Sure, the holidays are supposed to be a time of festive cheer, but the reality is that they can suck a good mood out of the most positive among us. According to Consumer Reports, 90 percent of Americans say they get stressed out over at least one aspect of the season.
Here are just several of the most dreaded things we hate about Christmas, for instance:
- Dealing with crowds
- Ending up in debt after it’s all over
- Shopping for gifts (we spend an average of 19 hours shopping for perfect presents)
- Feeling obligated to attend holiday parties and events
If you truly want to avoid the crunch — and the most stressful aspects of the season, you can take steps to manage both your time and your money. Consider these five helpful tips to get you started on a holiday you may actually look forward to:
1. Budget, budget, budget
This may seem like a no-brainer, but how many people actually take the time to review anticipated holiday expenses, map out a strategy for budgeting and actually stick to it? Let’s just say, it’s not likely 90 percent. Commit to a budget that takes into account all aspects of your holiday spending, from food and gifts to that party dress and holiday decorations. Then, regularly make tweaks to your spending to make sure you don’t exceed your budget.
2. Keep it Simple
There are plenty of ways you can cut corners and preserve your precious time. It’s not necessary to spend 19 hours shopping for gifts for your friends and family. Nor should it take 10 hours to put up all your holiday decorations and another 20 hours to prepare an extravagant dinner party. Consider shortcuts to your tasks. For example, choosing a prelit Christmas tree over a live tree could shave off hours from that task alone. And, while some people may not favor this idea, give the younger people on your list gift cards. This could be one way to cut hours from a time-consuming task. And, more than likely, your gift recipients may appreciate the ability to make their own purchases. (However, it’s probably not a good idea to take this route with your significant other … don’t even think about it).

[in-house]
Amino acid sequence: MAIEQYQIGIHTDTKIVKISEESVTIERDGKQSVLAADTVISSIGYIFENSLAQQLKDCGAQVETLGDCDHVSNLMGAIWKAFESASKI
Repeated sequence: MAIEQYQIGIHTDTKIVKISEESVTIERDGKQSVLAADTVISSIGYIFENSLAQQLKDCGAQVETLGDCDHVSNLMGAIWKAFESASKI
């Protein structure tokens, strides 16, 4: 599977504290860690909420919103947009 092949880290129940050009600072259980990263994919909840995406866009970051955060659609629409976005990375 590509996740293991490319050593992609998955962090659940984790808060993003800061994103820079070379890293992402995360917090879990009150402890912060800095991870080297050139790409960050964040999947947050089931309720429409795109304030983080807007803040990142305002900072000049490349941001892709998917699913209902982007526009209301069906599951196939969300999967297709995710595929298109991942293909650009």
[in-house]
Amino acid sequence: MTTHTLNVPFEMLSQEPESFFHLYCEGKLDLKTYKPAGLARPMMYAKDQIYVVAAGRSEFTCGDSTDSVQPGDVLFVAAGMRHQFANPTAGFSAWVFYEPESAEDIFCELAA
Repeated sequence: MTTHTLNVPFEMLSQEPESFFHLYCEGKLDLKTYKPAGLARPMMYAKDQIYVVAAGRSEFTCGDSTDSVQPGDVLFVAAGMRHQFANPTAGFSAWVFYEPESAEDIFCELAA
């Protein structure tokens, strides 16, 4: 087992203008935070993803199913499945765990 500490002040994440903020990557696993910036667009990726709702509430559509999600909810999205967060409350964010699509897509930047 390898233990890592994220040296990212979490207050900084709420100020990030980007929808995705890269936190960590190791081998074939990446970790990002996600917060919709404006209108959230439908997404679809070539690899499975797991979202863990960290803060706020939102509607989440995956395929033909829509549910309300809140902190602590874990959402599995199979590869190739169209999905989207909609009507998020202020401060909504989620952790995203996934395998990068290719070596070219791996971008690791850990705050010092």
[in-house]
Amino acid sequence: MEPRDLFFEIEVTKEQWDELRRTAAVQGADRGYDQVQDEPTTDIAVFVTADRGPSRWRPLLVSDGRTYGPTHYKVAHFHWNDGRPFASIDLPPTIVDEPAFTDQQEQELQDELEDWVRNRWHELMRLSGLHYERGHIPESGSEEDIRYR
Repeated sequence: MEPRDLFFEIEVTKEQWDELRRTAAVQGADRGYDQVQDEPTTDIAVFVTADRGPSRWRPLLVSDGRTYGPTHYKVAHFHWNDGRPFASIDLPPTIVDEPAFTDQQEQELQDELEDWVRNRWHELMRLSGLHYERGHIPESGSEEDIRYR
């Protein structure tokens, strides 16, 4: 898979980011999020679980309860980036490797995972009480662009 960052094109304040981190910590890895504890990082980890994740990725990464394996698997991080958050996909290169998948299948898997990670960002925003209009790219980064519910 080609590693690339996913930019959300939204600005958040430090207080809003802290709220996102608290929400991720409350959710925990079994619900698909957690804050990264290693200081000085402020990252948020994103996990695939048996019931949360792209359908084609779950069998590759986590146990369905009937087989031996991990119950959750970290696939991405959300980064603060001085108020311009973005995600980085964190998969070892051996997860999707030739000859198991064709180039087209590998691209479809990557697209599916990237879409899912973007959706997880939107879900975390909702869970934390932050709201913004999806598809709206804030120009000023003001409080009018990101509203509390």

3. Start Early
Does the prospect of standing in line for an hour — after shopping for two hours — make you break out in a sweat? Who says you have to wait until the day after Thanksgiving to get on the holiday shopping treadmill? Go against tradition and make your purchases two to three months before the holidays. You’ll face less stress and shorter lines.
4. Shop Online
More and more Americans enjoying the freedom of shopping online in their jammies while sitting on the couch — a laptop in one hand and a cup of coffee or some other liquid refreshment in the other. That amounts to little to no stress. To make your online shopping more effective, have your gifts in mind before surfing.
5. Put a Limit on your Holiday Activities
Face it … most of us hate to say “No.” When we’re in the season of holiday cheer, that simple word becomes even harder to utter. If you find yourself grimacing every time you get a holiday party invitation, it may be time to curtail your commitments to a more reasonable number. Express your thanks but decline one or two invitations. As a sincere gesture, you can drop off a bottle of wine or holiday dessert the day before the event. Likewise, you may decide not to host your own event or make it less elaborate, like a 2-hour brunch instead of a 4-hour holiday dinner.
With just a few steps and plenty of planning, you can take back control of your holidays and make them more enjoyable for you and your family.